On Tuesday morning, the House Intelligence Committee held the third public hearing in the impeachment inquiry targeting President Trump’s interactions with Ukraine. While the hearing was called by the House committee, Republicans in attendance made clear that they viewed the endeavor as invalid.

That view is inextricable from partisan politics, of course. Republicans broadly oppose impeachment and, therefore, the process by which it might happen. But the open hearings in particular are intended to bring Trump’s actions to the attention of the public — and therefore they are potentially much more dangerous to the president. Republicans who once disparaged the inquiry for taking place behind closed doors now deride the open hearings as unnecessary.

“Our previous witnesses had very little new, very little new information to share in these hearings,” Rep. Devin Nunes (Calif.), the committee’s ranking Republican, said at the start of Tuesday afternoon’s hearing — the fourth in the process. “That’s because these hearings are not designed to uncover new information. They’re meant to showcase a handpicked group of witnesses who the Democrats determined through their secret audition process will provide testimony most ... conducive to their accusations.”

As it turns out, though, what those tuning in to the morning’s hearing were most likely to see wasn’t testimony damaging to the president. Instead, it was Democratic members of the committee or the Democrats’ counsel opining on the events related to Ukraine or asking lengthy questions that were answered with a simple “yes.”

We took C-SPAN’s closed captioning of the hearing and segmented each exchange by who was asking questions and who was responding. In total, committee Chairman Adam B. Schiff (D-Calif.) spoke for more than half an hour, including lengthy introductory and closing statements. The total time that the witnesses — Lt. Col. Alexander Vindman and Jennifer Williams — spent answering Democrats’ queries was about a minute longer than Schiff’s comments and questions.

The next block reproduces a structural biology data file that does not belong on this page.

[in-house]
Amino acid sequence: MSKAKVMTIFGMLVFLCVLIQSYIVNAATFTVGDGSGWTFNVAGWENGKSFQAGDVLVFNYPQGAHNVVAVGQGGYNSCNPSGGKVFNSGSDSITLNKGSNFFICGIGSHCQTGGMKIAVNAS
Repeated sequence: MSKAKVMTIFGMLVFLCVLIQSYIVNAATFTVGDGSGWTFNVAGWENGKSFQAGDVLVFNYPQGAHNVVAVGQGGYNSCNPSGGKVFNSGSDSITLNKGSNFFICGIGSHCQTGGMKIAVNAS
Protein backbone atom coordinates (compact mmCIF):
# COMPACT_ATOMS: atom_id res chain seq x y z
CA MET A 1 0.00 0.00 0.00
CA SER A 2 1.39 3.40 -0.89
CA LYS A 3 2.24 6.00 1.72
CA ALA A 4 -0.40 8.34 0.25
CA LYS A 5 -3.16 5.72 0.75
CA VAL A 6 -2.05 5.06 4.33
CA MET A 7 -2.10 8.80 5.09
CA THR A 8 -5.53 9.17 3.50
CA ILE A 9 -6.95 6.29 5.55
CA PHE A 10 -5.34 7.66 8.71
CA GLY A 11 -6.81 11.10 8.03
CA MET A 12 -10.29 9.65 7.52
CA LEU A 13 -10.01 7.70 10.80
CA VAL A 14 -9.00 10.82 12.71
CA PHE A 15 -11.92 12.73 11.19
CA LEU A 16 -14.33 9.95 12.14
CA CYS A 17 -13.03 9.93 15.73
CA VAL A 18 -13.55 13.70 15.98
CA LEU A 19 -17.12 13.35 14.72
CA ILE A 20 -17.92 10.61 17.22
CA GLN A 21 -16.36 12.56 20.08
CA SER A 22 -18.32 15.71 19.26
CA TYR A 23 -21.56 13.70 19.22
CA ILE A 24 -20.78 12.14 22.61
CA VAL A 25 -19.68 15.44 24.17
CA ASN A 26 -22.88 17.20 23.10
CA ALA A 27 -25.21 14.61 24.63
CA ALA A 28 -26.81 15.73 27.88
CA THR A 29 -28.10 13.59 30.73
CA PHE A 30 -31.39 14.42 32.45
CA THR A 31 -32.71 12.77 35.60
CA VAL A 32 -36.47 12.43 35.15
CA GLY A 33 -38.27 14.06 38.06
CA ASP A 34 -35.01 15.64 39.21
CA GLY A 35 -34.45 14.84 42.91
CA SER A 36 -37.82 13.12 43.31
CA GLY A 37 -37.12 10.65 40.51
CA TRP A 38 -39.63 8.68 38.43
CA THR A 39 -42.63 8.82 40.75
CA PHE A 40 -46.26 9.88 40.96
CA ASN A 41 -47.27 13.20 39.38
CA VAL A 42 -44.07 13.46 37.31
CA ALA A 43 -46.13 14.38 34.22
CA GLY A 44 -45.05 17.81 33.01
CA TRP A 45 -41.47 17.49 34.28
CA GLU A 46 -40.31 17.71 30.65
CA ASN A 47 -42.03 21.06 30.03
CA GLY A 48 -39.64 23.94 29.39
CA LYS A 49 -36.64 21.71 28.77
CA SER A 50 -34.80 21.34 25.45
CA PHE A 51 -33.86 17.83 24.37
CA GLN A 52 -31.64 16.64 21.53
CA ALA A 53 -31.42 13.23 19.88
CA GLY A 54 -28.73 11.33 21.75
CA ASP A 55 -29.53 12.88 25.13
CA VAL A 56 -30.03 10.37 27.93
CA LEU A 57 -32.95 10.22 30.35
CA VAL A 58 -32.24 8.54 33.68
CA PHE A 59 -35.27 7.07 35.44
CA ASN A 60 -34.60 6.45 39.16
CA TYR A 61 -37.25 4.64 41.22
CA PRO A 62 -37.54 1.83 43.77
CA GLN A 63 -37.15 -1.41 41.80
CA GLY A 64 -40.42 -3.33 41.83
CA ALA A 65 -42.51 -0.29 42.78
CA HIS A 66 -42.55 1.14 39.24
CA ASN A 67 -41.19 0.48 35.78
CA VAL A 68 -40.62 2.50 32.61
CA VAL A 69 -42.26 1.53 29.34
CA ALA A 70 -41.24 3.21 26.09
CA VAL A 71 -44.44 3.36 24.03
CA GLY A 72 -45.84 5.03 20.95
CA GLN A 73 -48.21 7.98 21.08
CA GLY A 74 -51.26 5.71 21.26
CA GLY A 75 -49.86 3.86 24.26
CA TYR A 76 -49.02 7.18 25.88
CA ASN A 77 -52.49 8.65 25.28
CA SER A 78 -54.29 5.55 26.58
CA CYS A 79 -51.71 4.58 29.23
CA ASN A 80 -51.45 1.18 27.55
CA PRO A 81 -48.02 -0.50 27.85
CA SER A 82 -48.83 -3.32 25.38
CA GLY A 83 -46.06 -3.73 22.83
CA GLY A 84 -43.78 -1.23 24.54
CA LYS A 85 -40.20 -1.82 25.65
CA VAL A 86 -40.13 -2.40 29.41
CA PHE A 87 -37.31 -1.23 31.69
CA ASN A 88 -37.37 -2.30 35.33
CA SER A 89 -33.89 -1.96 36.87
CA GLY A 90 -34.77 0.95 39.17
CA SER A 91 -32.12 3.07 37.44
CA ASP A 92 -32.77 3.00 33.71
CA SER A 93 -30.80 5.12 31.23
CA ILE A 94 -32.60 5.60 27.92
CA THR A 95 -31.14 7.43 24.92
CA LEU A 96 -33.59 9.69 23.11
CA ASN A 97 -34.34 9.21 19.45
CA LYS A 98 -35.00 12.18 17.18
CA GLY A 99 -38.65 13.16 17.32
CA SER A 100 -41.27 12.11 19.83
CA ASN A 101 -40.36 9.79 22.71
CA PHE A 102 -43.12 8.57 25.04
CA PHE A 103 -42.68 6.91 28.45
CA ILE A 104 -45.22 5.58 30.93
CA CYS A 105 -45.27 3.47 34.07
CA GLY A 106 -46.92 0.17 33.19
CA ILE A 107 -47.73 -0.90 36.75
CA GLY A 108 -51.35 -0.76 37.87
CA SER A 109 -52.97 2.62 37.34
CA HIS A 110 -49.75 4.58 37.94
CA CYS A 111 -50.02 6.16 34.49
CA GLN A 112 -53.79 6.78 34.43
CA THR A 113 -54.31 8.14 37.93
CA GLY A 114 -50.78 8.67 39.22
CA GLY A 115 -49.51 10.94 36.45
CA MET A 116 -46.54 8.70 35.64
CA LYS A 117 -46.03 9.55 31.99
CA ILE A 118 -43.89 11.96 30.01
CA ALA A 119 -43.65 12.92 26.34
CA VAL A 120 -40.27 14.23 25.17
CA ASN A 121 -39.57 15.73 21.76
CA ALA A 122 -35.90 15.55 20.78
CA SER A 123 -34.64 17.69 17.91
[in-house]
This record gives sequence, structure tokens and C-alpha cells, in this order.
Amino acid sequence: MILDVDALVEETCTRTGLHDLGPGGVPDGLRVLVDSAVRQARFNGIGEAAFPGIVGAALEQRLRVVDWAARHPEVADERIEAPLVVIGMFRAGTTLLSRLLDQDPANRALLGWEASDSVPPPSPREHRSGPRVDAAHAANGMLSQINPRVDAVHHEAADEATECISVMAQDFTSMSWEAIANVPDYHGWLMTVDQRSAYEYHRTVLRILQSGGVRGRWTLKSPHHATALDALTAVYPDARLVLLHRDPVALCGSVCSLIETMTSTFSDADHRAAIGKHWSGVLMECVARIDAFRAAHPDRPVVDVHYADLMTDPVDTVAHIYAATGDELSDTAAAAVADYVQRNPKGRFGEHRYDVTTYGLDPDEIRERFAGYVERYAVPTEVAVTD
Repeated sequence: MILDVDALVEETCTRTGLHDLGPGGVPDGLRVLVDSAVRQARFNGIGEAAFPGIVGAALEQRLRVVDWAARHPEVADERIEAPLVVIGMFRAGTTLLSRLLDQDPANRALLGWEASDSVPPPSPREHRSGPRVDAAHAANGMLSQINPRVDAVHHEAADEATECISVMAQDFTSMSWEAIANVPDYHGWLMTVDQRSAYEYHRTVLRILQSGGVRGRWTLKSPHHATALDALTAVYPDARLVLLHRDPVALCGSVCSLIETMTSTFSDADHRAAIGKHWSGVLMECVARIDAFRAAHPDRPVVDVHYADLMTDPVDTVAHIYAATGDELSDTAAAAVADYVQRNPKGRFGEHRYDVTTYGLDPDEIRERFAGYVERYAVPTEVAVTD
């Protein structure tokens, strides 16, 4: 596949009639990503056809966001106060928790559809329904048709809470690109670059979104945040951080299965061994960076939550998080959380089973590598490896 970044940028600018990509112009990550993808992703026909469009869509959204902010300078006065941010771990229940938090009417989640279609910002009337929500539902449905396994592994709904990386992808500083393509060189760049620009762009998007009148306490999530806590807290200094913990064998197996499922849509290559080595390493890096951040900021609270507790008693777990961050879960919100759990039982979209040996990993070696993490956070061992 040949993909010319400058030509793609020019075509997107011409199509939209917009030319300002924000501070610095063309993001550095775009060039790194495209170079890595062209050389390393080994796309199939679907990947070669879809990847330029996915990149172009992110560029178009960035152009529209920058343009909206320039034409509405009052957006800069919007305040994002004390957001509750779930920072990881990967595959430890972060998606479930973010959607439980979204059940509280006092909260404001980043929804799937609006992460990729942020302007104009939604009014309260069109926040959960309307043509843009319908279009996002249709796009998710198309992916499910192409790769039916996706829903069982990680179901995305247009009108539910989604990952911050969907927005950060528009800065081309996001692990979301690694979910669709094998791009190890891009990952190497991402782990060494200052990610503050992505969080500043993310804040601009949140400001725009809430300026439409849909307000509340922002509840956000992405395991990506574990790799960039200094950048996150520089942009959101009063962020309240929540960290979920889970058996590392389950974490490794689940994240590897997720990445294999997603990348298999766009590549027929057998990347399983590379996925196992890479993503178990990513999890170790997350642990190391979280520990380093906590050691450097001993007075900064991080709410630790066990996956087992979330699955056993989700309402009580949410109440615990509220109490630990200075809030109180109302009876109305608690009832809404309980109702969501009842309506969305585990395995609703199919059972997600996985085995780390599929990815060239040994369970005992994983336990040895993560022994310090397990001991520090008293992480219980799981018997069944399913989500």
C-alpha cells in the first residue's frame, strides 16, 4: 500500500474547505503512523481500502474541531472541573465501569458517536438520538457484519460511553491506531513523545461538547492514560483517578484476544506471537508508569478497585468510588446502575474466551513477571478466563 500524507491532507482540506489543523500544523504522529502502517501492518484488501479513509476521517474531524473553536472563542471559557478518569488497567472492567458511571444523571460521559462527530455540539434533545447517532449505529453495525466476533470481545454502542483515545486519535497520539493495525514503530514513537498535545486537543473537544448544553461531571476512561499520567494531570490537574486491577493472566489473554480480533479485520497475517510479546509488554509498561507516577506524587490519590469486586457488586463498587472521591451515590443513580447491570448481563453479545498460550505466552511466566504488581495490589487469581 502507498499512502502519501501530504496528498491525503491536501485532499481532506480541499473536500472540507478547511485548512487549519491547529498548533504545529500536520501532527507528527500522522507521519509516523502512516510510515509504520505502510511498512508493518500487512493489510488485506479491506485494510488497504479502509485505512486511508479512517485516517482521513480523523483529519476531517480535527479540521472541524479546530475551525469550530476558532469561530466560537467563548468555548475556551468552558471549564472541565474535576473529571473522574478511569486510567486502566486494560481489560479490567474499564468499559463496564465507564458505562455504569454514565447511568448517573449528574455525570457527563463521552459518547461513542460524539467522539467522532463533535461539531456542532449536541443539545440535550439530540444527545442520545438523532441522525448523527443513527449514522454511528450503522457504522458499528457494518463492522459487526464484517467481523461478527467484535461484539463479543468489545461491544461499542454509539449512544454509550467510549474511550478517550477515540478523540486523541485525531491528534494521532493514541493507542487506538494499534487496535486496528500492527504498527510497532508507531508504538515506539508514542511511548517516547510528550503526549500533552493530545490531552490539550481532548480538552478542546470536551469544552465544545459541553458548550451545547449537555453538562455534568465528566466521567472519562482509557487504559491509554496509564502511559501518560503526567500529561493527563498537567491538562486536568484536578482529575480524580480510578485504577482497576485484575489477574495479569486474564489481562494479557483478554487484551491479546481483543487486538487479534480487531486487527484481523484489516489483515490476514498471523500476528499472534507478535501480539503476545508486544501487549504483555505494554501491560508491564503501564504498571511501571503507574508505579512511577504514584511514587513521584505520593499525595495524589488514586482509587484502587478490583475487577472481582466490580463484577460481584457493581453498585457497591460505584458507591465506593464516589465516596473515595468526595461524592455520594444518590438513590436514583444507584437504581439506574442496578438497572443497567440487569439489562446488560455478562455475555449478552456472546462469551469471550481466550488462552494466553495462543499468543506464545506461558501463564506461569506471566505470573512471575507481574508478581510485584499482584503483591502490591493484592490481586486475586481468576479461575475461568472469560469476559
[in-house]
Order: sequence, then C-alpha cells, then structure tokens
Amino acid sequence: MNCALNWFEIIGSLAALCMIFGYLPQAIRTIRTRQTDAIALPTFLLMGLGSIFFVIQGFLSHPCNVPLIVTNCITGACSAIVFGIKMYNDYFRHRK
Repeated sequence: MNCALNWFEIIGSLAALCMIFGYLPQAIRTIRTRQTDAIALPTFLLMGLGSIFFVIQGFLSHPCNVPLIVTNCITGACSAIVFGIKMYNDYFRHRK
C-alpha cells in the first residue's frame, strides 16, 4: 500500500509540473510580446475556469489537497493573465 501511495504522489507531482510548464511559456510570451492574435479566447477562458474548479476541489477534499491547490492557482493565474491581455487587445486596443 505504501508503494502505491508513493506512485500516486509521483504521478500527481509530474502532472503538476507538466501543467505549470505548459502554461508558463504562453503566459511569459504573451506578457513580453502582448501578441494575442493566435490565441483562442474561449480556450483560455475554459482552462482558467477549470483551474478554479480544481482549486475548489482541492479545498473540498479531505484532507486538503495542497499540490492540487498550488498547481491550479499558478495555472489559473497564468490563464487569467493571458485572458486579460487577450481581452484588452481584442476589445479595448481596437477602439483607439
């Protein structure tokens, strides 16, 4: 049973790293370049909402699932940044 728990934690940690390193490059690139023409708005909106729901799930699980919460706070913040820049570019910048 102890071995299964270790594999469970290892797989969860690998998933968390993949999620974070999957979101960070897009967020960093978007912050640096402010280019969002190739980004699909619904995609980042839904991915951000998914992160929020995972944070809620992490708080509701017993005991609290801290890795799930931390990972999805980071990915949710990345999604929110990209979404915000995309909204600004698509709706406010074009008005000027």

The witnesses spent about 10 more minutes answering Democratic questions than Republican ones, in large part because more Democratic members asked questions.

That’s visible when looking at the flow of the hearing. Moving down each column and from left to right, the pattern is clear: opening statements, questions from Schiff and the Democratic counsel, questions from Nunes and the Republican counsel, a break, and then alternating questions from sitting members.

At times, the members engaged in extended speeches of their own, squeezing as much rhetoric as they could into their allotted five-minute blocks. Rep. Jim Jordan (R-Ohio), shifted onto the committee specifically so he could help lead the questioning, was a frequent questioner, using up 10 minutes alone.

His last interaction with the witnesses was an extended riff attempting to link the impeachment probe to the broader anti-Trump conspiracy theory that’s popular in conservative media. It was longer, in fact, than Nunes’s closing statement.

“For 10 months, Jim Comey’s FBI investigated the president,” Jordan said. “Guess what? After 10 months, they had nothing. And you know why we know that? Because when we deposed Mr. Comey last Congress, he told us they didn’t have a thing. No matter. Special counsel Mueller gets appointed, and they do a two-year, $40 million, 19-lawyer, unbelievable investigation. And guess what? They come back and they got nothing. But the Democrats don’t care.”

That’s not quite accurate. Democrats cared very much about the results of the probe conducted by special counsel Robert S. Mueller III, which they would probably point out did not result in “nothing.” It obtained dozens of indictments, resulted in a number of officials tied to Trump’s campaign being convicted in court and outlined ways that Trump attempted to stand in the way of the probe. Jordan and other Trump allies insist that Mueller didn’t find anything in part because they dismiss what was found and in part because it reinforces the narrative that Democrats are unfairly targeting the president.

The Democrats clearly learned a lesson from the Mueller probe. They had little choice but to turn that process over to Mueller, given the rules defining the appointment of the special counsel. The Trump administration, particularly Attorney General William P. Barr, was able to shape the public’s understanding of what Mueller found, and Mueller, when he testified in July, turned out to be a less-than-compelling witness.

All of which helps explain why the Democrats are conducting the impeachment inquiry the way they are. It explains why they are eating up more time than the Republicans, outlining the case on their own terms, under Schiff’s guidance. No Democrat is likely to object to having most of the airtime during the hearings occupied by their own side’s questions and witness responses.

It also helps explain why Republicans are lashing out at the process.